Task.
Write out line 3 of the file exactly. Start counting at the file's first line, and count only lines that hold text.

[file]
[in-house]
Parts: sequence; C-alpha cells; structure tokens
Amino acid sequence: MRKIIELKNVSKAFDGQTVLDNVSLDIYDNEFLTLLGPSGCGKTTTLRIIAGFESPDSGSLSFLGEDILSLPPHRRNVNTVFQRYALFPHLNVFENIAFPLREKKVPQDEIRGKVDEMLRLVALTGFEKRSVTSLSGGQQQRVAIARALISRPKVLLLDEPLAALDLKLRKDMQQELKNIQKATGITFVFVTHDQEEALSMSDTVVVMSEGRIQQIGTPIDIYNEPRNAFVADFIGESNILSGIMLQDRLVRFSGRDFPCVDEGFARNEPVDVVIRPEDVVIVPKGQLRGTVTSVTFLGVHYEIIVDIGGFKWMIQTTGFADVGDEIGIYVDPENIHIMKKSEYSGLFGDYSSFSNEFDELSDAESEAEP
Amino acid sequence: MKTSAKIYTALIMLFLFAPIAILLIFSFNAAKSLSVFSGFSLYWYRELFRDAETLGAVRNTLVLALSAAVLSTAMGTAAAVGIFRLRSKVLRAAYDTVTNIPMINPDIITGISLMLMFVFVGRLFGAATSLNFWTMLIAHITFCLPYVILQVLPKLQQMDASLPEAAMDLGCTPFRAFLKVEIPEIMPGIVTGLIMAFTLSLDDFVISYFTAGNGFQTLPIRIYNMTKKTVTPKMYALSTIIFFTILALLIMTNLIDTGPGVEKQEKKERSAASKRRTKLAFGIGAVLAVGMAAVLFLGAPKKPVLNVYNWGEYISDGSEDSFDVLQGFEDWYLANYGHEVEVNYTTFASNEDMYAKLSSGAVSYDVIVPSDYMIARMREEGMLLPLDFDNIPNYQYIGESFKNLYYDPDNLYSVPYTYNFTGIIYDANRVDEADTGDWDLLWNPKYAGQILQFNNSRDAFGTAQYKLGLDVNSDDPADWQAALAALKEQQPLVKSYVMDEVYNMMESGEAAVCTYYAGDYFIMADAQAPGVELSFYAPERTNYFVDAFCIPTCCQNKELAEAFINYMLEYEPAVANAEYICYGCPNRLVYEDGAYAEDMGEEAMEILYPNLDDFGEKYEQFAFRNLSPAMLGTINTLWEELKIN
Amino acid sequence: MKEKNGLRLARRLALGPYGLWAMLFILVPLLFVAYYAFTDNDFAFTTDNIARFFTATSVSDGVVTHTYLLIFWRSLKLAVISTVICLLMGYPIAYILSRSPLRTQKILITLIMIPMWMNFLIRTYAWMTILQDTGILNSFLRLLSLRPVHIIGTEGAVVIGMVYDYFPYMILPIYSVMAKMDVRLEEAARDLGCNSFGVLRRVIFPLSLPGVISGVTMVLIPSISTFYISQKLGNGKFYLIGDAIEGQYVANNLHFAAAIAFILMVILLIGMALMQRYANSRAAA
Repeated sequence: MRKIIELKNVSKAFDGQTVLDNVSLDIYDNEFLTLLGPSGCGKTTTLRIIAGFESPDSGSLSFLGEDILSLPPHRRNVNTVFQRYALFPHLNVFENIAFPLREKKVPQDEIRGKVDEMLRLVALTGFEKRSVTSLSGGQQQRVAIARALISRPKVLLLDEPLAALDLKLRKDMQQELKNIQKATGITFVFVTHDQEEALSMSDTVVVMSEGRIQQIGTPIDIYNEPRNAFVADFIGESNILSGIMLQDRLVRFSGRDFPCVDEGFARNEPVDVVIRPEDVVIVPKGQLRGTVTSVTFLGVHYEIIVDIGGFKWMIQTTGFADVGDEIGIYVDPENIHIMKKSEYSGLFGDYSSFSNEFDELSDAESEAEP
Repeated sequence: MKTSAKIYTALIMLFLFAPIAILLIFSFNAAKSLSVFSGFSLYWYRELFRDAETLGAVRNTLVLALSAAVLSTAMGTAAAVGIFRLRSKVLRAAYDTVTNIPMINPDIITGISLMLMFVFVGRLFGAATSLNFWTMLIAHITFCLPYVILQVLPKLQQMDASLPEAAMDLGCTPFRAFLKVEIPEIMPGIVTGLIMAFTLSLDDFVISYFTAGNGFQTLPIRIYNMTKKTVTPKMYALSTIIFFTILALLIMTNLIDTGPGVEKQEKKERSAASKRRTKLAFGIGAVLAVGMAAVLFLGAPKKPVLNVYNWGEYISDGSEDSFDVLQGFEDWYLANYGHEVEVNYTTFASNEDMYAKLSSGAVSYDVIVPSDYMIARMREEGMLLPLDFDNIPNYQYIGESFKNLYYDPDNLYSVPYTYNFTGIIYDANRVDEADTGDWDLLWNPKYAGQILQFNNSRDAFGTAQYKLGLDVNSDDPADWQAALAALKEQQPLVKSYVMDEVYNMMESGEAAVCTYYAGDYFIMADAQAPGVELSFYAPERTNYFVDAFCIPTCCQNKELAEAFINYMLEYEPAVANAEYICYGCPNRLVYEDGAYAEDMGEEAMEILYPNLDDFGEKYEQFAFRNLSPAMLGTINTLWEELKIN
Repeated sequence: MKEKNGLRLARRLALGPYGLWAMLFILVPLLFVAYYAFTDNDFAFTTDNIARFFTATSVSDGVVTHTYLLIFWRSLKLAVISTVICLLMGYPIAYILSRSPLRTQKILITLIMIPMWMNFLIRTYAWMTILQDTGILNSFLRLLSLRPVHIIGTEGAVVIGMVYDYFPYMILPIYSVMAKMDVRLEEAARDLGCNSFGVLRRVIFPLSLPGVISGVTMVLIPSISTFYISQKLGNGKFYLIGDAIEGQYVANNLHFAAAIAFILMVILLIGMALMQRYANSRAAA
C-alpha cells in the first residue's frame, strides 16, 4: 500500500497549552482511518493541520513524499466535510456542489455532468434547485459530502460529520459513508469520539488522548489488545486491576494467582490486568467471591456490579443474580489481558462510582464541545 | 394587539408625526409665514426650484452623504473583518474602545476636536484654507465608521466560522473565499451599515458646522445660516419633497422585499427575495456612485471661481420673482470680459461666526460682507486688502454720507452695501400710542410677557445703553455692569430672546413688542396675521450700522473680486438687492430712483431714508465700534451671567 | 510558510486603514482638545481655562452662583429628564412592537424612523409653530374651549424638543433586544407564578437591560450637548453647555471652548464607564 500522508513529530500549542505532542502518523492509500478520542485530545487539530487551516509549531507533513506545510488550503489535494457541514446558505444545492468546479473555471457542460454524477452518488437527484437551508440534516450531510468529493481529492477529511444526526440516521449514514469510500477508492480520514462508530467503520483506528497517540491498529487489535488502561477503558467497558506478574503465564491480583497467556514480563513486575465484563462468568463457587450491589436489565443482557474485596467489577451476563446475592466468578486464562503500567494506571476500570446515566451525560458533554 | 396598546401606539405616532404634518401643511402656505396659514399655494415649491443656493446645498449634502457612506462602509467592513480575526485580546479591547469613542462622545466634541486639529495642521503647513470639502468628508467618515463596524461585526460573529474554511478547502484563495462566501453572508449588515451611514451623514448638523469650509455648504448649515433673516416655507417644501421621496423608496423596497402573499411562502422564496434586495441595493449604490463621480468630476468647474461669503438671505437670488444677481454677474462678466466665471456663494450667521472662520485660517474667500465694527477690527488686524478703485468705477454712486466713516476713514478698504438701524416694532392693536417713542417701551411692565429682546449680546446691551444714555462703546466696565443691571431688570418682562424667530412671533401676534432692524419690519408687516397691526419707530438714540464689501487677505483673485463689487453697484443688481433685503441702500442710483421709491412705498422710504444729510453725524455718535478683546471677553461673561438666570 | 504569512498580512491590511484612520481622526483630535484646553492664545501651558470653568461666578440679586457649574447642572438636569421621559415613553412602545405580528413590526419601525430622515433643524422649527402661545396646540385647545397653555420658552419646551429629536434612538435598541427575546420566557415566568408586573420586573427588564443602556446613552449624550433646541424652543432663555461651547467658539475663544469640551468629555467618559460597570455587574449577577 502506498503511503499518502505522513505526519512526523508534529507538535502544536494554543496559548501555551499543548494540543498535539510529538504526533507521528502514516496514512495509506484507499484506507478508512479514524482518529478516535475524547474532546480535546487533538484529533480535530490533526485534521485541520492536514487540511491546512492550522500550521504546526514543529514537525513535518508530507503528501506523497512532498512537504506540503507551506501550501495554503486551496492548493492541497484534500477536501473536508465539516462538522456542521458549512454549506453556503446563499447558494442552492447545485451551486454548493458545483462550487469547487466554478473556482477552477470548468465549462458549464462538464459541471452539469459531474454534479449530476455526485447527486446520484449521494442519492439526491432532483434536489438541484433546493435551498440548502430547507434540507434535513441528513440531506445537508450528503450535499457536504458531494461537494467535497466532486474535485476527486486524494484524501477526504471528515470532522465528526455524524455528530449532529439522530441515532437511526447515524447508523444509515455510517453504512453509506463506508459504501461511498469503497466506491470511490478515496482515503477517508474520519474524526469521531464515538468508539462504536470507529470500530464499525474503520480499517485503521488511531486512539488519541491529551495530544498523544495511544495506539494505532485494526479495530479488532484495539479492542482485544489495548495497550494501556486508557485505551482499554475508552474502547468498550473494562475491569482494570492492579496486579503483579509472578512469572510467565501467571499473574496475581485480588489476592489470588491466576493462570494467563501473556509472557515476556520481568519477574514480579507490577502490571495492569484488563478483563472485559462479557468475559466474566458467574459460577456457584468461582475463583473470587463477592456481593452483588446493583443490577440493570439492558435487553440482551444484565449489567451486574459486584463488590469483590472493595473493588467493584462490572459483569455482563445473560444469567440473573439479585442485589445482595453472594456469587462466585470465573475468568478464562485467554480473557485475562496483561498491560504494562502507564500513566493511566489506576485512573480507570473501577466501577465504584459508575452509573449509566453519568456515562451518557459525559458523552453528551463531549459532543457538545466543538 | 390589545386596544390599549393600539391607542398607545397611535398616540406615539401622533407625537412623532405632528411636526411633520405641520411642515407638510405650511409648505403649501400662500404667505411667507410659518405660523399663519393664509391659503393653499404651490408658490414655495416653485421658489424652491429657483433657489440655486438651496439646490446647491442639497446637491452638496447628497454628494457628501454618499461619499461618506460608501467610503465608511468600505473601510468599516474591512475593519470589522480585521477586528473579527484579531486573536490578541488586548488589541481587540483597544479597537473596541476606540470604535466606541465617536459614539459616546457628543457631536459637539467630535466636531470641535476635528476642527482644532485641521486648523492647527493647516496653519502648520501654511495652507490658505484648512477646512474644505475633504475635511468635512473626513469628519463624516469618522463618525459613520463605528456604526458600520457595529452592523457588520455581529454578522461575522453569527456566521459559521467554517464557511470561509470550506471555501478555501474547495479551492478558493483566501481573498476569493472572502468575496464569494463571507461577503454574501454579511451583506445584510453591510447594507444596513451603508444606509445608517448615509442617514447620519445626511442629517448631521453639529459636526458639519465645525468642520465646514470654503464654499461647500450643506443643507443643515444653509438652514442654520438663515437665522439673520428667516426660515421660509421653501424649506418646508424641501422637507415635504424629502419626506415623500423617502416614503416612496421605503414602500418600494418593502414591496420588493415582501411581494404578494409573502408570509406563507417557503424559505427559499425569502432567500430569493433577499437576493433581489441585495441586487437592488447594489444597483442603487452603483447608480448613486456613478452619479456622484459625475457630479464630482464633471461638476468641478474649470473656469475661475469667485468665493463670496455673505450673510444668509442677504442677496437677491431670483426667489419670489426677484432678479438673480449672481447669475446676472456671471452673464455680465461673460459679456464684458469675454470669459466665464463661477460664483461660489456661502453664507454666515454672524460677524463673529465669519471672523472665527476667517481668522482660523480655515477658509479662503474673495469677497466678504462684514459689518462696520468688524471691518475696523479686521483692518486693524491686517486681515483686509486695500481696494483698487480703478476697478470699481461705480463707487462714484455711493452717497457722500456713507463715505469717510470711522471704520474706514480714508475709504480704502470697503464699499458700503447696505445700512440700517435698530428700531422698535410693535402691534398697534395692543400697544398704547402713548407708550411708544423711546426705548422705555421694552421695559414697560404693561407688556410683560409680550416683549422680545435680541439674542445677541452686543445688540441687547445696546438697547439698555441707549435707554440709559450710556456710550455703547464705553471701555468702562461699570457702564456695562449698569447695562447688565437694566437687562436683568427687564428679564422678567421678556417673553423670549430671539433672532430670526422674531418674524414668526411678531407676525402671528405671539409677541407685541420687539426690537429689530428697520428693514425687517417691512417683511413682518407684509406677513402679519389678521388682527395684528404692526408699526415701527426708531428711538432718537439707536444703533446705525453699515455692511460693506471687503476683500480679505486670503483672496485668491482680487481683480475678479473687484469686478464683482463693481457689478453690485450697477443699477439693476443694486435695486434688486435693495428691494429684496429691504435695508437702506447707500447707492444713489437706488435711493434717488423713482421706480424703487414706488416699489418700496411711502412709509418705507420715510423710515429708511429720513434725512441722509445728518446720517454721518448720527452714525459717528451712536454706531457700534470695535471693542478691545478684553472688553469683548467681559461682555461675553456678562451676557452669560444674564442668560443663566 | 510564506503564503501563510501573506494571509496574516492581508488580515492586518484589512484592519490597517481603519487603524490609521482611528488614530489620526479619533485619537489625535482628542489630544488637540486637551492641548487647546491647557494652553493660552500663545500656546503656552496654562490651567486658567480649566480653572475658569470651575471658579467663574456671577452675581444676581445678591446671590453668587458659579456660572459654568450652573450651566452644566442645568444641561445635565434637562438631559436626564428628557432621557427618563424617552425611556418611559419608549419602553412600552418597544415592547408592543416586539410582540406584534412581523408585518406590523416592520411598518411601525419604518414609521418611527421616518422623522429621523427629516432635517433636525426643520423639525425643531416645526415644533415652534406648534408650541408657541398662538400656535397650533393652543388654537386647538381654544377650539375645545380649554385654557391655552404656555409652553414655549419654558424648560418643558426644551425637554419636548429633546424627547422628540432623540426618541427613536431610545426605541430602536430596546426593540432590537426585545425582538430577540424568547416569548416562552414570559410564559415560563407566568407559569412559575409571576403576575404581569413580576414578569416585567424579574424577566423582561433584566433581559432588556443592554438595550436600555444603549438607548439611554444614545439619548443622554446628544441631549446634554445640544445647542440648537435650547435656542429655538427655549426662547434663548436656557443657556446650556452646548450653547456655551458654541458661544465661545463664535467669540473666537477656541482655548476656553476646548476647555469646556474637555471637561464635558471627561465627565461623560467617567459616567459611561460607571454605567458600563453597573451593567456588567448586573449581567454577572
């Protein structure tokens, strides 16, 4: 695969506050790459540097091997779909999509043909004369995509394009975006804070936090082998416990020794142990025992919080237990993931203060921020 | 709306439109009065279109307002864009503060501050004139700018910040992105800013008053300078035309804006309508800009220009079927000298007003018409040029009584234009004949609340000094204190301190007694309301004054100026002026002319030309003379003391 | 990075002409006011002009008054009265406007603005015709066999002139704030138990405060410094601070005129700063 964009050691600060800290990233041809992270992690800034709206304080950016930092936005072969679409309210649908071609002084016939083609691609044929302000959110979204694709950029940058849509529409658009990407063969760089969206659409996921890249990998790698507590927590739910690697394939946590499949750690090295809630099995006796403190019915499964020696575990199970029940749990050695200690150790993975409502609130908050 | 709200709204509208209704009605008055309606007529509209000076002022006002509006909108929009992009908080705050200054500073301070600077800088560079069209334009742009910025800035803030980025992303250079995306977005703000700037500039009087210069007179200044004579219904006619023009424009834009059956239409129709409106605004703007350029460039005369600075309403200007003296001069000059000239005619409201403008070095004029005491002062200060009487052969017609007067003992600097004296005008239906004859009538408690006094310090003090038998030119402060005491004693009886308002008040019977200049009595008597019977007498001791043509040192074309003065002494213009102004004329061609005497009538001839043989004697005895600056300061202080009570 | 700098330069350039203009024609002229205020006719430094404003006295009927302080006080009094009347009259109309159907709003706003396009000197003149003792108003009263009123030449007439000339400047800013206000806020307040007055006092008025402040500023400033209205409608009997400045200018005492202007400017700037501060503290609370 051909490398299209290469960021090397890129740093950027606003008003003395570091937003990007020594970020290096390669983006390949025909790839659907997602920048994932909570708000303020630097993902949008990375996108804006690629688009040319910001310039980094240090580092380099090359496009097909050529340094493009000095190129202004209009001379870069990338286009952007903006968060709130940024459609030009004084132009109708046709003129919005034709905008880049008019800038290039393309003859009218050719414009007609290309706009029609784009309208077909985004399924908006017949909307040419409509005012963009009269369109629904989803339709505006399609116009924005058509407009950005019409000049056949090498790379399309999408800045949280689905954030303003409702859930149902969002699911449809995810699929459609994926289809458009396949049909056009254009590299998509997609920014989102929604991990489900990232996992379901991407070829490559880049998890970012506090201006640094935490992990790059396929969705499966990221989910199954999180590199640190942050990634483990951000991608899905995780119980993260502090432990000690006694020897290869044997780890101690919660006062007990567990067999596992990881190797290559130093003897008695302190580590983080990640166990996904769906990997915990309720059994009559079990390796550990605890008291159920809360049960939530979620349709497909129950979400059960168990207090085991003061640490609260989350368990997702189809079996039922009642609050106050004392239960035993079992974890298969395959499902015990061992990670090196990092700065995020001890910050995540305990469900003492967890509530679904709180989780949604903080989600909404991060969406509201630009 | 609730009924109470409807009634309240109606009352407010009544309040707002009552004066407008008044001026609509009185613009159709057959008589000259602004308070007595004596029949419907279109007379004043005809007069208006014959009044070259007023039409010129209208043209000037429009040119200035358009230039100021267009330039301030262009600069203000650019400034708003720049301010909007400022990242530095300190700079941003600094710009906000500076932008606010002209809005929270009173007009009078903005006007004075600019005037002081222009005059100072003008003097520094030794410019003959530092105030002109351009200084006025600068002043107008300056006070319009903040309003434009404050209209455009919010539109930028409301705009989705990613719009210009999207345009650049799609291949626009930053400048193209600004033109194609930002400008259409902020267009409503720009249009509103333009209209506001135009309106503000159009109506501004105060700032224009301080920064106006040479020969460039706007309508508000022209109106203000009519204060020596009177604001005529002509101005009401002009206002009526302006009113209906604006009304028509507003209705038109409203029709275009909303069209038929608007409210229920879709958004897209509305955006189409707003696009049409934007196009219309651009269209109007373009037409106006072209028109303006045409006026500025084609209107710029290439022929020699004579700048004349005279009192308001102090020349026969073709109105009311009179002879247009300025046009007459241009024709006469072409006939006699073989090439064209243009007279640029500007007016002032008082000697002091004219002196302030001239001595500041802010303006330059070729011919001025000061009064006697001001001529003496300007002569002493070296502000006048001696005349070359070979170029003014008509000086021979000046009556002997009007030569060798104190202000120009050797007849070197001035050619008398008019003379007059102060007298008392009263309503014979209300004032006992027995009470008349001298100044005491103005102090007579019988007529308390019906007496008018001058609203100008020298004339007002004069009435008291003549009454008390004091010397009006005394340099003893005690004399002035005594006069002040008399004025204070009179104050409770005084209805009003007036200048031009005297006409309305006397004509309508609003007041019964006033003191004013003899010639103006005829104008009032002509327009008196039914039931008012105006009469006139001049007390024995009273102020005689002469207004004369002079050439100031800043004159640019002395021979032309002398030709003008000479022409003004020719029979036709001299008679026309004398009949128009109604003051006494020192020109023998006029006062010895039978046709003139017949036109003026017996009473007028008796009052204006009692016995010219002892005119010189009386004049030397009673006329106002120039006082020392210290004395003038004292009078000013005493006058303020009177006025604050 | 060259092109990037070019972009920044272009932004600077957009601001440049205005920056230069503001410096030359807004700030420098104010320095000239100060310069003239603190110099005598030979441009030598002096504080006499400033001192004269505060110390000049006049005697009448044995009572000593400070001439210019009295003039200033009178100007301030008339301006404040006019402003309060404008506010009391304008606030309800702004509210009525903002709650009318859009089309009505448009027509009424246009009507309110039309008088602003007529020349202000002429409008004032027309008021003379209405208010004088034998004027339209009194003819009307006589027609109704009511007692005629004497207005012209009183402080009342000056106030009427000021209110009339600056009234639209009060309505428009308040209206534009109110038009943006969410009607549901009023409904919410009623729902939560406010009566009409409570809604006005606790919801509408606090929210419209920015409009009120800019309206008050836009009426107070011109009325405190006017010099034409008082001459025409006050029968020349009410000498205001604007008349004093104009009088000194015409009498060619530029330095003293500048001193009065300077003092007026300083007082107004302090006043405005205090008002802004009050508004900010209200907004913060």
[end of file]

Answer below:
Amino acid sequence: MRKIIELKNVSKAFDGQTVLDNVSLDIYDNEFLTLLGPSGCGKTTTLRIIAGFESPDSGSLSFLGEDILSLPPHRRNVNTVFQRYALFPHLNVFENIAFPLREKKVPQDEIRGKVDEMLRLVALTGFEKRSVTSLSGGQQQRVAIARALISRPKVLLLDEPLAALDLKLRKDMQQELKNIQKATGITFVFVTHDQEEALSMSDTVVVMSEGRIQQIGTPIDIYNEPRNAFVADFIGESNILSGIMLQDRLVRFSGRDFPCVDEGFARNEPVDVVIRPEDVVIVPKGQLRGTVTSVTFLGVHYEIIVDIGGFKWMIQTTGFADVGDEIGIYVDPENIHIMKKSEYSGLFGDYSSFSNEFDELSDAESEAEP